Newsweek falsely suggested Blanco was slow in declaring state of emergency; hasn't corrected error

››› ››› JAMISON FOSER

Like The Washington Post, Newsweek incorrectly reported in its September 12 issue that Louisiana Gov. Kathleen Babineaux Blanco was slow to declare a state of emergency in the state, purportedly delaying federal assistance in dealing with the aftermath of Hurricane Katrina. In fact, Blanco declared a state of emergency on August 26, before Katrina made landfall. But while the Post has corrected its false reporting, Newsweek has not yet done so -- despite the fact that the magazine has already corrected another error in the same article.

From the September 12 issue of Newsweek:

By Thursday [September 1], New Orleans was on the verge of anarchy. Policemen, many of whom had lost their homes, were turning in their badges rather than face the looters for another day. Jail inmates were moved out of town, but their criminal records are underwater. Sorting out who has been charged and with which crime could be a nightmare. Shoplifters might be incarcerated with rapists, and the system might be compelled to let some suspects go free.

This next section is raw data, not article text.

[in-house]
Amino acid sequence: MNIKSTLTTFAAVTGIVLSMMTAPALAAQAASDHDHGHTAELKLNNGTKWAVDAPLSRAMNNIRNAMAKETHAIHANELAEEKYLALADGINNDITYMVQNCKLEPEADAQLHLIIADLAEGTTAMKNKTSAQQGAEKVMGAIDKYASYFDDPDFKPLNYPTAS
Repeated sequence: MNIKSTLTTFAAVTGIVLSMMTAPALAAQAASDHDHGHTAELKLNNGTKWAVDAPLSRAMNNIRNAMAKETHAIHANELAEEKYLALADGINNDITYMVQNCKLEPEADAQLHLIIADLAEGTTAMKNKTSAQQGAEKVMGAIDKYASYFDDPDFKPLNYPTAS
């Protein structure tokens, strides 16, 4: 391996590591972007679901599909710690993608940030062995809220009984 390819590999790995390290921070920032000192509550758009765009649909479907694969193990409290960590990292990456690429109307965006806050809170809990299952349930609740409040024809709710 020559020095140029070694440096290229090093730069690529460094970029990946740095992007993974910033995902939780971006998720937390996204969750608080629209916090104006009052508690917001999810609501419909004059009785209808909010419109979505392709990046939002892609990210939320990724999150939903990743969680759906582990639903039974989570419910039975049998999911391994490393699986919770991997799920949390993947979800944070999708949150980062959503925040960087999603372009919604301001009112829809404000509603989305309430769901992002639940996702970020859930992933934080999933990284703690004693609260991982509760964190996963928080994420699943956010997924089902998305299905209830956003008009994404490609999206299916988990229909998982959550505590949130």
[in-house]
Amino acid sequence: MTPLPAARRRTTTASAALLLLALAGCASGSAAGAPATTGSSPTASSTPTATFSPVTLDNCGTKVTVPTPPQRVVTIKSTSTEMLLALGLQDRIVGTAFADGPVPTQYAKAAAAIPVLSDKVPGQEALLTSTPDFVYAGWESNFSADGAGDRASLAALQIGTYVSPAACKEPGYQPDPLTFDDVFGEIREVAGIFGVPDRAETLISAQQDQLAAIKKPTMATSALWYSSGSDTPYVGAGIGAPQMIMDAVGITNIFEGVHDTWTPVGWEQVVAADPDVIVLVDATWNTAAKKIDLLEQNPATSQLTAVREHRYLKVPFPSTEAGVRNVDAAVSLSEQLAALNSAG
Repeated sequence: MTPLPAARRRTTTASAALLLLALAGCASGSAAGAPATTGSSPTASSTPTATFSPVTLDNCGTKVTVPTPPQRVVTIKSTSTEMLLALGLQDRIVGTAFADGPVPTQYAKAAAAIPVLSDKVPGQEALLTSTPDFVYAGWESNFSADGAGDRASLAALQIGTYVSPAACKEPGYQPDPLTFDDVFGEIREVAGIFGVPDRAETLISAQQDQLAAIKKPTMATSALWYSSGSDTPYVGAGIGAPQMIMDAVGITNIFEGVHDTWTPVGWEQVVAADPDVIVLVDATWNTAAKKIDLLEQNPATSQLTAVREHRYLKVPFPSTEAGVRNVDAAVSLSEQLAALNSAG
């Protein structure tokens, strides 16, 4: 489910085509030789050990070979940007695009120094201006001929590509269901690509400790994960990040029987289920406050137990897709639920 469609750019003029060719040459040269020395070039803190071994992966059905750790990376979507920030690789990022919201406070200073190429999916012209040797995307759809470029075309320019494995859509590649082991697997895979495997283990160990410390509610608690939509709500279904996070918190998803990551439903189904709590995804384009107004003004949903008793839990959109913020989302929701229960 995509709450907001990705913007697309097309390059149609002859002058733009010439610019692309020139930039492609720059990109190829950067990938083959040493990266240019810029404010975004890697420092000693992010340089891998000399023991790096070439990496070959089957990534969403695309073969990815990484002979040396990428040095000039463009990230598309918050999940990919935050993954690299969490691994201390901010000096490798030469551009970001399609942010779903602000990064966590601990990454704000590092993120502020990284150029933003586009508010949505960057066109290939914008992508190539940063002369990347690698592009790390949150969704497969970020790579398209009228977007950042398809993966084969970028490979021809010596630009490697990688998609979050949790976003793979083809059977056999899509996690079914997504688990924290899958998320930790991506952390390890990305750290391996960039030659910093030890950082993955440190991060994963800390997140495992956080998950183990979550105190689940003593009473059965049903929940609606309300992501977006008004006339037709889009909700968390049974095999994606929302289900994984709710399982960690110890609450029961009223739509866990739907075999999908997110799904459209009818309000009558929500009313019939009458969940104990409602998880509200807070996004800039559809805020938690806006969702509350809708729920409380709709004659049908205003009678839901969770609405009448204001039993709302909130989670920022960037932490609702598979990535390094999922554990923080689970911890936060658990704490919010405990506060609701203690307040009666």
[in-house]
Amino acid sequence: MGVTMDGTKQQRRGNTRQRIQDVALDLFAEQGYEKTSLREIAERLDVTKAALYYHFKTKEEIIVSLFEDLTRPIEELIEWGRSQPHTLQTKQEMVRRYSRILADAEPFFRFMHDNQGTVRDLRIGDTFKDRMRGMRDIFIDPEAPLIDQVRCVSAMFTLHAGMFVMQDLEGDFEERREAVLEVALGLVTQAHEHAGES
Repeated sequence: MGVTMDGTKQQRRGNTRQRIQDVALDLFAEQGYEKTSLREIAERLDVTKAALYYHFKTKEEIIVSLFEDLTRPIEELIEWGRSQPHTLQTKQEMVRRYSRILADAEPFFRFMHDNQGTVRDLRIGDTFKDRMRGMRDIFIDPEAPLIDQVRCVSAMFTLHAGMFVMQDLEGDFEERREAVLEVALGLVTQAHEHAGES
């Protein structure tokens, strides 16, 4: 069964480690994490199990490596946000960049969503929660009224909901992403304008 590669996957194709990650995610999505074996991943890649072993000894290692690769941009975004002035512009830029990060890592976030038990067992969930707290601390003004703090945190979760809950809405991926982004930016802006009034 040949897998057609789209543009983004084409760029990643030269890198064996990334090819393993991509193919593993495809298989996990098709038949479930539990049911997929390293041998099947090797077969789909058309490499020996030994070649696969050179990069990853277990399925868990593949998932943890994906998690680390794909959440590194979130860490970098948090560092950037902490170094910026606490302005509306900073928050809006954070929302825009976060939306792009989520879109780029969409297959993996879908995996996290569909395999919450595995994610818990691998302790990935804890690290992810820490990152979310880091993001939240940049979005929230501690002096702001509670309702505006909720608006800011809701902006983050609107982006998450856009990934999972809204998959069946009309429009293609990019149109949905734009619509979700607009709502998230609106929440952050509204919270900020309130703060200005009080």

[...]

Louisiana Gov. Kathleen Babineaux Blanco seemed uncertain and sluggish, hesitant to declare martial law or a state of emergency, which would have opened the door to more Pentagon help.

Newsweek, meanwhile, has corrected a different mistake in the same article. An editor's note at the end of the article states: "The original version of this report incorrectly stated that Air Force One flew over the disaster area on Tuesday. In fact, President Bush first saw the scene on Wednesday, Aug. 31."

But the magazine has not yet corrected its claim that Blanco had not declared a state of emergency by September 1 -- a false implication that, based on the Post's article, seems to be a key part of the Bush administration's attempts to shift blame for inadequate response to Katrina to state and local officials.

The Post and Newsweek are both owned by The Washington Post Co.

Posted In
Environment & Science, National Security & Foreign Policy
Stories/Interests
Hurricane Katrina
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